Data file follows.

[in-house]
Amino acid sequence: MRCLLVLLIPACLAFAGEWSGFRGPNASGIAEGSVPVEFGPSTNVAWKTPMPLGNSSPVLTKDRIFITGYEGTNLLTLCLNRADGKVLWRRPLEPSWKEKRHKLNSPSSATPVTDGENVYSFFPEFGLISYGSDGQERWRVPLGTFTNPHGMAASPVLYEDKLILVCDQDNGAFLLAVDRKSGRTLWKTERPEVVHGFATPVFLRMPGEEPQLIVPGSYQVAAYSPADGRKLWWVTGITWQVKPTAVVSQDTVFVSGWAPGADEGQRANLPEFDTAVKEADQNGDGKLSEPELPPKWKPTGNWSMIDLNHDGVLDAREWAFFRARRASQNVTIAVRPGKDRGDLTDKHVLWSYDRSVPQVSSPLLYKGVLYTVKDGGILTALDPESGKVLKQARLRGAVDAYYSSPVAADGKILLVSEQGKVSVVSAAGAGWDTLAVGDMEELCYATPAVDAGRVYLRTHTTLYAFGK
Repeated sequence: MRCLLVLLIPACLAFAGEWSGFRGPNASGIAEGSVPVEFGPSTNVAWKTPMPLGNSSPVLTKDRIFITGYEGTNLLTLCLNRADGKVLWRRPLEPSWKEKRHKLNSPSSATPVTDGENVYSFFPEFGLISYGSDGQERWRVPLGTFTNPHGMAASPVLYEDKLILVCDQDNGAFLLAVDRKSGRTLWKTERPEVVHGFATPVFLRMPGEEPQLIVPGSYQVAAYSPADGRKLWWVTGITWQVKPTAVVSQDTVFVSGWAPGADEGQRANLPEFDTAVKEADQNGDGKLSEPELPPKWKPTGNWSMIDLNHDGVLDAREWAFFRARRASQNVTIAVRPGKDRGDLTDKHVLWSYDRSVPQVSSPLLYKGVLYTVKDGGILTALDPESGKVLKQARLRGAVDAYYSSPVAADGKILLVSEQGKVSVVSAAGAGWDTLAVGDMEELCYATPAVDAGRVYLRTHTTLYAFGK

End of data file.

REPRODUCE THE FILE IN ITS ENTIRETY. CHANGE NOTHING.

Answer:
[in-house]
Amino acid sequence: MRCLLVLLIPACLAFAGEWSGFRGPNASGIAEGSVPVEFGPSTNVAWKTPMPLGNSSPVLTKDRIFITGYEGTNLLTLCLNRADGKVLWRRPLEPSWKEKRHKLNSPSSATPVTDGENVYSFFPEFGLISYGSDGQERWRVPLGTFTNPHGMAASPVLYEDKLILVCDQDNGAFLLAVDRKSGRTLWKTERPEVVHGFATPVFLRMPGEEPQLIVPGSYQVAAYSPADGRKLWWVTGITWQVKPTAVVSQDTVFVSGWAPGADEGQRANLPEFDTAVKEADQNGDGKLSEPELPPKWKPTGNWSMIDLNHDGVLDAREWAFFRARRASQNVTIAVRPGKDRGDLTDKHVLWSYDRSVPQVSSPLLYKGVLYTVKDGGILTALDPESGKVLKQARLRGAVDAYYSSPVAADGKILLVSEQGKVSVVSAAGAGWDTLAVGDMEELCYATPAVDAGRVYLRTHTTLYAFGK
Repeated sequence: MRCLLVLLIPACLAFAGEWSGFRGPNASGIAEGSVPVEFGPSTNVAWKTPMPLGNSSPVLTKDRIFITGYEGTNLLTLCLNRADGKVLWRRPLEPSWKEKRHKLNSPSSATPVTDGENVYSFFPEFGLISYGSDGQERWRVPLGTFTNPHGMAASPVLYEDKLILVCDQDNGAFLLAVDRKSGRTLWKTERPEVVHGFATPVFLRMPGEEPQLIVPGSYQVAAYSPADGRKLWWVTGITWQVKPTAVVSQDTVFVSGWAPGADEGQRANLPEFDTAVKEADQNGDGKLSEPELPPKWKPTGNWSMIDLNHDGVLDAREWAFFRARRASQNVTIAVRPGKDRGDLTDKHVLWSYDRSVPQVSSPLLYKGVLYTVKDGGILTALDPESGKVLKQARLRGAVDAYYSSPVAADGKILLVSEQGKVSVVSAAGAGWDTLAVGDMEELCYATPAVDAGRVYLRTHTTLYAFGK